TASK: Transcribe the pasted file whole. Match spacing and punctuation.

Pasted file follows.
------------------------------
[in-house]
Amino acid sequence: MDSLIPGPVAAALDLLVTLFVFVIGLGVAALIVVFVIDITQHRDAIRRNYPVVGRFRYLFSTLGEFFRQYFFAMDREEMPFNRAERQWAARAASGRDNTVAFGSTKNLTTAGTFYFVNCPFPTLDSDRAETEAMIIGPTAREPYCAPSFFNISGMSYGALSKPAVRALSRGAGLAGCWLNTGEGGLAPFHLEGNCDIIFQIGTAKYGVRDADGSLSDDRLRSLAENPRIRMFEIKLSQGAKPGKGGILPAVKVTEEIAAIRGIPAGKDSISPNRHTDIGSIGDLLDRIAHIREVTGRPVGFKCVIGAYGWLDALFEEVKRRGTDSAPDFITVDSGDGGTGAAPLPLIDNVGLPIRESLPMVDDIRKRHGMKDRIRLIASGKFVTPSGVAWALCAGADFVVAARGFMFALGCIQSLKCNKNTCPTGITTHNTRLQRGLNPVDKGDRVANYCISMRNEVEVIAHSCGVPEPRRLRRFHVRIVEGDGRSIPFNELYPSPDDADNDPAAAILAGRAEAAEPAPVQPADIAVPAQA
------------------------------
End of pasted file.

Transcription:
[in-house]
Amino acid sequence: MDSLIPGPVAAALDLLVTLFVFVIGLGVAALIVVFVIDITQHRDAIRRNYPVVGRFRYLFSTLGEFFRQYFFAMDREEMPFNRAERQWAARAASGRDNTVAFGSTKNLTTAGTFYFVNCPFPTLDSDRAETEAMIIGPTAREPYCAPSFFNISGMSYGALSKPAVRALSRGAGLAGCWLNTGEGGLAPFHLEGNCDIIFQIGTAKYGVRDADGSLSDDRLRSLAENPRIRMFEIKLSQGAKPGKGGILPAVKVTEEIAAIRGIPAGKDSISPNRHTDIGSIGDLLDRIAHIREVTGRPVGFKCVIGAYGWLDALFEEVKRRGTDSAPDFITVDSGDGGTGAAPLPLIDNVGLPIRESLPMVDDIRKRHGMKDRIRLIASGKFVTPSGVAWALCAGADFVVAARGFMFALGCIQSLKCNKNTCPTGITTHNTRLQRGLNPVDKGDRVANYCISMRNEVEVIAHSCGVPEPRRLRRFHVRIVEGDGRSIPFNELYPSPDDADNDPAAAILAGRAEAAEPAPVQPADIAVPAQA